A tentative contract agreement that restored the flow of international trade through West Coast seaports earlier this year took a big step closer to becoming official, as representatives of the dockworkers' union overwhelmingly recommended on Friday that rank-and-file members vote to approve the deal.
The difficult contract negotiations nearly closed 29 seaports from San Diego to Seattle, causing major delays in the delivery of billions of dollars of imports and exports. The tentative agreement restored normal operations on the West Coast ports, which handle about $1 trillion of trade each year.
Negotiators for the International Longshore and Warehouse Union reached the tentative, five-year deal in February with companies that run the massive ships and sprawling marine terminals that are integral to trans-Pacific trade.
"With their vote to recommend ratification of the contract between shippers and dockworkers at the West Coast ports, leaders of the International Longshore and Warehouse Union have taken an important step toward finalizing the agreement," U.S. Labor Secretary Thomas Perez said in a statement on Friday.
This week, a caucus of 90 union delegates met in San Francisco to study the offer in detail.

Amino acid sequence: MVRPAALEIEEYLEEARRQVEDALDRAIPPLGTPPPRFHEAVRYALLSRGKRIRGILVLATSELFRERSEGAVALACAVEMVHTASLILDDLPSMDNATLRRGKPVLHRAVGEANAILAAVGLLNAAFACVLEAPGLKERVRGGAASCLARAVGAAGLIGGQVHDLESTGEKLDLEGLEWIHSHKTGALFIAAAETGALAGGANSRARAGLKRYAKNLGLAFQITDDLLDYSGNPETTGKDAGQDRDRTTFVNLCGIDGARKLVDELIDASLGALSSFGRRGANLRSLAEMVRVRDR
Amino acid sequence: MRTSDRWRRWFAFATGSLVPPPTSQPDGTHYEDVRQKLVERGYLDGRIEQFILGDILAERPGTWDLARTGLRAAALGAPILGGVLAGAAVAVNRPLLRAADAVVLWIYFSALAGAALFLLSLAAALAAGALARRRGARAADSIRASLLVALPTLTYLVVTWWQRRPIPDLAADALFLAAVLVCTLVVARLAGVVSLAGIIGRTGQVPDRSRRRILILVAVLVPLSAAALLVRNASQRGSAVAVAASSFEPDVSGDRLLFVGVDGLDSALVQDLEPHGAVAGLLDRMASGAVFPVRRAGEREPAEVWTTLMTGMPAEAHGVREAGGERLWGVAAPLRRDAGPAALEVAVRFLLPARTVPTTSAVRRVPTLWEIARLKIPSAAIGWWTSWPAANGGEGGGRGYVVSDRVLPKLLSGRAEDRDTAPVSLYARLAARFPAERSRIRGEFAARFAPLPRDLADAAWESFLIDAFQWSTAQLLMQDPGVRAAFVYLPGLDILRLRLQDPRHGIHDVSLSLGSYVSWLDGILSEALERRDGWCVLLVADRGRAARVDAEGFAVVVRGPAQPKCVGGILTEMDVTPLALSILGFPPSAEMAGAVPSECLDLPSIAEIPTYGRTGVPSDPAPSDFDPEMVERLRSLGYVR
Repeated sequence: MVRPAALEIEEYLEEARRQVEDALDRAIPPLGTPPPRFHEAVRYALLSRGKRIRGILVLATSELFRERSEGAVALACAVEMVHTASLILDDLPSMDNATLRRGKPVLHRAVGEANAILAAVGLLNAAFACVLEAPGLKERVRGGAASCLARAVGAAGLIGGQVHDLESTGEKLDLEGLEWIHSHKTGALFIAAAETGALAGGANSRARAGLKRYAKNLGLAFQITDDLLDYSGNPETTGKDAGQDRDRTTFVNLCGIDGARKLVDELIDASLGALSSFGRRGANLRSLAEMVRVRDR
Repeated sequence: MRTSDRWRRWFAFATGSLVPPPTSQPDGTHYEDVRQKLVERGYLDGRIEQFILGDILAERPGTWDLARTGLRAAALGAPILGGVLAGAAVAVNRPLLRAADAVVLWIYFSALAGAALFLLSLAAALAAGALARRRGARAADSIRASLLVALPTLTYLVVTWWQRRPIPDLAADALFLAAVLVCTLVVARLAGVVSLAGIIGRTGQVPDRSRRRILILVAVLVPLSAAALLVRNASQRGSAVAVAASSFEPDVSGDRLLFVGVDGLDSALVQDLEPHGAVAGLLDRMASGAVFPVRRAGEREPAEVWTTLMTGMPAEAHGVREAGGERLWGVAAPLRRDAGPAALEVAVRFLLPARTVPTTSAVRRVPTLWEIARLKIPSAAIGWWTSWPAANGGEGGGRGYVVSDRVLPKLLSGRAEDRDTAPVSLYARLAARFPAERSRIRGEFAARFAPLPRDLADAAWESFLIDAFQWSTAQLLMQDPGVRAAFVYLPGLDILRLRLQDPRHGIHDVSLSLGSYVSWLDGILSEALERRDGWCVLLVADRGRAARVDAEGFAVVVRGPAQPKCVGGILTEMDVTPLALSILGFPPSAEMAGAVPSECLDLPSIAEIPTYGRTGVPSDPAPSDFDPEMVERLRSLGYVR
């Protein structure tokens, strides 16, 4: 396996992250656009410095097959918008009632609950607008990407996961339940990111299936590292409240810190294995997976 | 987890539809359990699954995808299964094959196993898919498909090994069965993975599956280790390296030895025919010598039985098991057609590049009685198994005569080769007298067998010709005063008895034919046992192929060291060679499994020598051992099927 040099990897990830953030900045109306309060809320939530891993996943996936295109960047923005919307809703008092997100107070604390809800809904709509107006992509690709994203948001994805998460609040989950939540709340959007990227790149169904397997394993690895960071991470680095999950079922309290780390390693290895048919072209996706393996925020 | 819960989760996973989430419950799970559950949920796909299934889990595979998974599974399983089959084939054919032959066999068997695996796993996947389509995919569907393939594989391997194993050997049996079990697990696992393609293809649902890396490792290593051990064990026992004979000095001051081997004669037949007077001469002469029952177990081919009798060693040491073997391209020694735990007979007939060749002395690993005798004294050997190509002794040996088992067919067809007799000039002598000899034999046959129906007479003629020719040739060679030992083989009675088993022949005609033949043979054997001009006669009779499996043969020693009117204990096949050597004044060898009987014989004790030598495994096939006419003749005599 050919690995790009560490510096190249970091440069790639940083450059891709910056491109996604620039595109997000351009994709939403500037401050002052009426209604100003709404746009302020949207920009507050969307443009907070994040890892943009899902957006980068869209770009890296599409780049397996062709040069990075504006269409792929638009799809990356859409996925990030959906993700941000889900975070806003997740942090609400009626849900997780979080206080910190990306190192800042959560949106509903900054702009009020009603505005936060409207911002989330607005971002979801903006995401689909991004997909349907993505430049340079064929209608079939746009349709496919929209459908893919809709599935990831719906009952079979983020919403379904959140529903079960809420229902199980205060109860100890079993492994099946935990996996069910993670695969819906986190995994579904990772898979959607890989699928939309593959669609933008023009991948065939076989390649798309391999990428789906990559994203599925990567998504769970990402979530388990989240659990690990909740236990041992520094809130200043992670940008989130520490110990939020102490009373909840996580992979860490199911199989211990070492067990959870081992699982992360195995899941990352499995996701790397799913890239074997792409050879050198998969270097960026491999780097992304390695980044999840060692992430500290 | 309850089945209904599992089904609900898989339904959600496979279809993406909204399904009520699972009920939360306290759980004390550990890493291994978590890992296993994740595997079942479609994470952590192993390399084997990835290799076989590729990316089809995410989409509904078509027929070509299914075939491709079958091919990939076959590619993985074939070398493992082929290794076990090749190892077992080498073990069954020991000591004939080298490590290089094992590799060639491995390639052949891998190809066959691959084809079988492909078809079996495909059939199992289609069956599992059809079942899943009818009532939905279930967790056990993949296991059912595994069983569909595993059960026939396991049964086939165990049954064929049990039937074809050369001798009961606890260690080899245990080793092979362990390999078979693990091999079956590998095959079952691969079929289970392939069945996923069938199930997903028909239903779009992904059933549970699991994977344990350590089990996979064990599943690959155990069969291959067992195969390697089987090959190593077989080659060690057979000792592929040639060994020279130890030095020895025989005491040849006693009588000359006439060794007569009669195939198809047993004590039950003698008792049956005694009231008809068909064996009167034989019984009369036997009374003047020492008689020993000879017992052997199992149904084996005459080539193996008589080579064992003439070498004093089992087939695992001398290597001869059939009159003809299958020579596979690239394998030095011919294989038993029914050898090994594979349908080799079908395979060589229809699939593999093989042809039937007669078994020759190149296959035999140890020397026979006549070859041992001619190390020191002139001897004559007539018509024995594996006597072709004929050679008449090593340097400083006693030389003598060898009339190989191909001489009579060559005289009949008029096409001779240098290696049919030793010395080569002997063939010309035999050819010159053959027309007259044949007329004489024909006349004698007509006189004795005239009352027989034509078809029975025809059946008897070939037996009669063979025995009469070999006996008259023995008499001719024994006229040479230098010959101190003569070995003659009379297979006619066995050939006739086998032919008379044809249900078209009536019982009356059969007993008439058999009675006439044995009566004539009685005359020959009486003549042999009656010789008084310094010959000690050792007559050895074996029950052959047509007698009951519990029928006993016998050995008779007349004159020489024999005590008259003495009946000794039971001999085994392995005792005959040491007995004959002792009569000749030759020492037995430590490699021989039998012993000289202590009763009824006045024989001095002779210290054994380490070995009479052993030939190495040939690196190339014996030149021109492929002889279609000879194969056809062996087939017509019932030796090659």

On Friday, 78 percent of delegates voted to urge the broader membership to approve the contract, the union said in a statement. The contract covers about 20,000 workers but only 13,000 have voting rights. Votes are cast by mail and will be tallied May 22, the union said.
At the height of the dispute, three dozen ships stacked with tens of thousands of containers were anchored outside the twin ports of Los Angeles and Long Beach, awaiting space at already jammed docks. On Friday, there were 13 vessels, according to the Marine Exchange of Southern California.
The executive director of the Port of Los Angeles estimated in February that the traffic jam would take several months to clear.
The Pacific Maritime Association, which represents shipping lines and port terminal operators, called the caucus vote "an important endorsement ... and a critical step forward," in a written statement.